"Clear Hearts, Grey Flowers," Saber said, holding up the CD case. "This is the one." He moved to leave again, but caught sight of Jack. "Cadence?"
"Taurel," Jack said carefully, now staring at the picture. "You—This painting—"
"It's The Gift. A story of Genesis," Saber explained. Jack shook his head.
"Taurel," Jack tried again, "in The Fall—The Gift, the forbidden fruit is just a generic fruit, right?" Upon Saber's confused nod, Jack swallowed. "So what made you paint an apple tree?"
"It just seemed appropri—oh." There was a pause as both men turned from the painting to look at the window situated on the opposite wall.
The moment of silence was deafening. They were now facing another block of apartments, with another block of windows. "Shit," Saber hissed, and rushed to close the curtains. "Shit!"
Jack moved to the other set of windows, in the kitchen, and closed those curtains just as hastily. In less than a minute, all of the curtains in the apartment had been closed.
"What do we do?" Jack asked, glancing back at the apple tree. "Should we—We should leave."
"What if we're being watched?" Saber asked, hand on his gun.
"Then we've already been caught out by closing all of the curtains. Let's get out of here." Jack tried to tell him that Saber's paranoia was affecting him, but knew, really, that the panic was all his own.
They were probably overreacting, but when you've been in a certain amount of life-or-death situations, you learn to prepare for the worst. Both men kept their hands on their guns as they sped down the stairs, neither quite trusting the elevator in their current state.
Upon walking outside they slowed down, trying not to look as if they were quite as tightly wound as they were, and Saber unlocked the car with slightly unsteady hands.
Then, once again, his face shifted. "Cadence, get in and lock the car," he said, tossing him the keys and walking toward the road.
"Taurel?" Jack asked, raising his voice.
"Look the car, Cadence," Saber repeated, and Jack locked the car – from the outside – and followed.
Saber lifted one arm, catching someone's attention, and a man across the street halted. "Elijah," he called, crossing the road without looking. "Elijah Rosen?"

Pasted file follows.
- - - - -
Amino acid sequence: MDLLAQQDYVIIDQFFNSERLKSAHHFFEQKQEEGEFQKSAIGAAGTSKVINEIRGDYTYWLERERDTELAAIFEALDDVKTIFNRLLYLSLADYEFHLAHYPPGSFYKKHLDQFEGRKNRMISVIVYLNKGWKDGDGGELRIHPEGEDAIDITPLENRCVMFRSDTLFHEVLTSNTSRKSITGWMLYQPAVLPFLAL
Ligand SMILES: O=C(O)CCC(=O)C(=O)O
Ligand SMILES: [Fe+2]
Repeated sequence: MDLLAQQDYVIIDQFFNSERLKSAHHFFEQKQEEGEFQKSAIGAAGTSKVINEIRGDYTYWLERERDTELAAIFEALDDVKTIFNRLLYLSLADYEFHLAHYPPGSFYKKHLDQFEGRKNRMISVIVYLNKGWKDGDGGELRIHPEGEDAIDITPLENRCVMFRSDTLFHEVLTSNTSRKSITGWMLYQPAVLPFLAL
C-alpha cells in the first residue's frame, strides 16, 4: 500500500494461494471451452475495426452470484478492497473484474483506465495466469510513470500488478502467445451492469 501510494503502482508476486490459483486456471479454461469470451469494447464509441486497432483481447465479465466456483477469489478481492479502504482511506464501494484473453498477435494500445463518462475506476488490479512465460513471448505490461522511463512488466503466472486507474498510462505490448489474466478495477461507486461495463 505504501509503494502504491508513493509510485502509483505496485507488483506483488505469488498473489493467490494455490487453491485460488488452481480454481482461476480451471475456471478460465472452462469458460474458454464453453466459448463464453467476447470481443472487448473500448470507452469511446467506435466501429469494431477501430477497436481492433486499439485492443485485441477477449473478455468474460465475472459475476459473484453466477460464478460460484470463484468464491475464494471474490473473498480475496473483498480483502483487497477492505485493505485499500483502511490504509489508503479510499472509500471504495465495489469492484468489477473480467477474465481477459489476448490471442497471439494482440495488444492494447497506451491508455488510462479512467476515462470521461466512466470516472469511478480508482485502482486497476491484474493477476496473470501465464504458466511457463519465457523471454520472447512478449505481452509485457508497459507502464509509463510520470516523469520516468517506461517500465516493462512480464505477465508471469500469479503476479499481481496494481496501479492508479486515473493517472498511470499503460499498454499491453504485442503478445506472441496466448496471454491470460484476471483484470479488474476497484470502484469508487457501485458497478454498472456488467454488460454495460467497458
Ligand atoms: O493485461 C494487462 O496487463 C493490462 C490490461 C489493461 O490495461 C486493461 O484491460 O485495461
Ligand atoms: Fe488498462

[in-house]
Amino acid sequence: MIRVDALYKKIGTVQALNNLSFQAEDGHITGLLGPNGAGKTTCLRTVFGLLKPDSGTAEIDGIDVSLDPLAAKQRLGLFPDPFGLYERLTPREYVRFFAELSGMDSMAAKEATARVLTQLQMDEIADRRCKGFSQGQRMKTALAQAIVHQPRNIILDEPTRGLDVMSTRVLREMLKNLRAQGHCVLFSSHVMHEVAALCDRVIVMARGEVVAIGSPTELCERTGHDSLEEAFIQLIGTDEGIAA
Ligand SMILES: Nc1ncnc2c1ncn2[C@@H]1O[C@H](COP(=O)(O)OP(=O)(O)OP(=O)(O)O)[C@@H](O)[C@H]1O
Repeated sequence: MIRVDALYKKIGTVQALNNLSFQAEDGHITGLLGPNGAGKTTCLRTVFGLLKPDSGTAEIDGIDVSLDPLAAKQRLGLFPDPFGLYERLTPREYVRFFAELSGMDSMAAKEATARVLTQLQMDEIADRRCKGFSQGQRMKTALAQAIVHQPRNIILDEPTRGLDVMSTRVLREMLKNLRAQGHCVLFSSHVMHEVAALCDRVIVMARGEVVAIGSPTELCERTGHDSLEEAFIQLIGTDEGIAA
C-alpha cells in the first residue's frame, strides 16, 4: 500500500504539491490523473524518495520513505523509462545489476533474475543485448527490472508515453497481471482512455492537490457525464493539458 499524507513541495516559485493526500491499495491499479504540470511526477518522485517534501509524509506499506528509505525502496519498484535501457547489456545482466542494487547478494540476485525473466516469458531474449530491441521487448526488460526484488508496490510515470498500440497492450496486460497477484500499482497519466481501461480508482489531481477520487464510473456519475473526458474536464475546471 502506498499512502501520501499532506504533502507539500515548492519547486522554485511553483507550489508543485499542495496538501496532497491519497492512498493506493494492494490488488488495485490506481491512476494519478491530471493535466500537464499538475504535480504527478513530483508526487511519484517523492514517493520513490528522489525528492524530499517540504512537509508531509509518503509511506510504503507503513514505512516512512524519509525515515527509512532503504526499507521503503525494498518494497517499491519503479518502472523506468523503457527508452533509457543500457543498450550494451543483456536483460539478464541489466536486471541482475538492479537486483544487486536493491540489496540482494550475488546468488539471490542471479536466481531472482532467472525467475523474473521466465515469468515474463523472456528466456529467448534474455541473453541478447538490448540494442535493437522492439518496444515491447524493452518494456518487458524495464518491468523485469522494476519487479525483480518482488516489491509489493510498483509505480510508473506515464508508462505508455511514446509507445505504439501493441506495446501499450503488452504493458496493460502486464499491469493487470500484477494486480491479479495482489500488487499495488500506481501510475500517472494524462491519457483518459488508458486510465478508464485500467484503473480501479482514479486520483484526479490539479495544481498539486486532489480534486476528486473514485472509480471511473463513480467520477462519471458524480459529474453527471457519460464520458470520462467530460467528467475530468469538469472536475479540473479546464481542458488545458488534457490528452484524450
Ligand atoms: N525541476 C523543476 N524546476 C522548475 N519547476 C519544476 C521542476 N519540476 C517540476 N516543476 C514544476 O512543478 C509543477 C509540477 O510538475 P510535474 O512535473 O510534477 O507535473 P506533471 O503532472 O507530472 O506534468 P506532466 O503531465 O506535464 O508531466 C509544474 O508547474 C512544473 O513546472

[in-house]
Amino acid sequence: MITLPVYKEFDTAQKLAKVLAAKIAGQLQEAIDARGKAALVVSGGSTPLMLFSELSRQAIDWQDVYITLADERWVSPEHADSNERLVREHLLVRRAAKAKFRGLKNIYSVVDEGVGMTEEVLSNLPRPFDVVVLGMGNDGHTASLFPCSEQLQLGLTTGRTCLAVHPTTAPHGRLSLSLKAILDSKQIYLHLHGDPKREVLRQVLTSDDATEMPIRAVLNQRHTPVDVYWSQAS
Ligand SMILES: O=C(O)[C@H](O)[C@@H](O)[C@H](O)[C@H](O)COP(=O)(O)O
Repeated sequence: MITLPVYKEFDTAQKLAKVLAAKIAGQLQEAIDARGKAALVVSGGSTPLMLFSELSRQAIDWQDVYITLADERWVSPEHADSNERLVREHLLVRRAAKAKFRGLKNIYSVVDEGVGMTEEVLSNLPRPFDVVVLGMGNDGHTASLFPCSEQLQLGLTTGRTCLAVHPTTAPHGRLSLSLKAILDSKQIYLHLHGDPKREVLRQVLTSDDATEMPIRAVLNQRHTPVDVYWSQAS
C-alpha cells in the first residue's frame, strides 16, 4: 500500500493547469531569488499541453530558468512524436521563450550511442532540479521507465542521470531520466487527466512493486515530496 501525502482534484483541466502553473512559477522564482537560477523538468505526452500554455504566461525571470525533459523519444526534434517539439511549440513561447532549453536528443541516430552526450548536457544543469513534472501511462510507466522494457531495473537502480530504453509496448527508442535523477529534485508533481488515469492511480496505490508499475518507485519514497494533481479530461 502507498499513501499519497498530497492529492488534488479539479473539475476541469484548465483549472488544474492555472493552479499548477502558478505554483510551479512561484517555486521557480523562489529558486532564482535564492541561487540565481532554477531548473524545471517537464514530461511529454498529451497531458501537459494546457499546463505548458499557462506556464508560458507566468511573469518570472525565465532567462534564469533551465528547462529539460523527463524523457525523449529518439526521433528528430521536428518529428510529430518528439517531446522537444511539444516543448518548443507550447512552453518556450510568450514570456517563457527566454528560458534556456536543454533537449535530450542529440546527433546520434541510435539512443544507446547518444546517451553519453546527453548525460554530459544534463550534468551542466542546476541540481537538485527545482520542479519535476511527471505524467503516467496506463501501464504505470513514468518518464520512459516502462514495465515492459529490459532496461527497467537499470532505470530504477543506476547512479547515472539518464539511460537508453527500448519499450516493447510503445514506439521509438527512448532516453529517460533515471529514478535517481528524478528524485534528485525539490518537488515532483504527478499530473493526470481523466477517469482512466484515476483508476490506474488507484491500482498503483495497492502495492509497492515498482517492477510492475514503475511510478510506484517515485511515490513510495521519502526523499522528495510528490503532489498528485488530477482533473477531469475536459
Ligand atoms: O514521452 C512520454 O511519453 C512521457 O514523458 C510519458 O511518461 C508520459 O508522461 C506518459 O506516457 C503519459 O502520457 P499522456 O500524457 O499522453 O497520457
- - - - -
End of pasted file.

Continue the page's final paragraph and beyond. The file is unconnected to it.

"Saber!" the man appeared shocked by his appearance, and Jack stood behind Saber and slightly to one side. "I haven't seen you since—" He stopped, and they both looked sheepish.
"How've you been?" Saber asked, then made a frustrated face. "That was a stupid question."
"Yeah," Elijah agreed. "I've been better, really."
There was an uncomfortable pause, and Saber reached behind his glasses to rub his eyes. "I'm sorry I didn't come to the funeral. I didn't know."
"I know," Elijah said quickly. "I told Helaine, but she said she didn't want you to go. Y'know, see everyone. That's why you didn't know."
Saber laughed lightly, but it sounded cold. "Interfering little bitch."
"She loves you," Elijah reminded him. "And—you've done well for yourself, Saber."
Saber sighed and shrugged, and the pair avoided each other's eyes. Jack wondered if he should go back to the car, but then Saber turned and looked directly at him. "This is my new partner, Cadence," he introduced him. "Cadence, this is Eli. He's—an old friend."
"A very old friend," Elijah agreed. "Well, a very old sort-of friend."
"I didn't mean to leave you all behind," Saber said in a serious tone.
Elijah's hair glinted as dark as Saber's glasses, and he smiled. "Yes, you did."
Saber didn't bother denying it, which Jack supposed meant that it was true. "I should have shown up after Ruth died," he went on, frowning. "I should have—I don't know. I shouldn't have stayed away."
"Say," Elijah reached out and touched him on the arm, "it was six years after you were even in touch with any of us. I understand."
"When I heard that Kyla—"
"Can we not talk about that?" Elijah withdrew his hand, and the tension grew between the two.
"It's been six months," Saber pointed out, unhelpfully. Elijah's dark eyes struggled to glare, but he seemed defeated. "It's—"
"I know," Elijah replied, running a hand through his hair. "I can't—I know."
Saber took a deep breath, and both men seemed so tired that it hurt. "I didn't help like I should have," he said, sounding grave. "I plan to start now."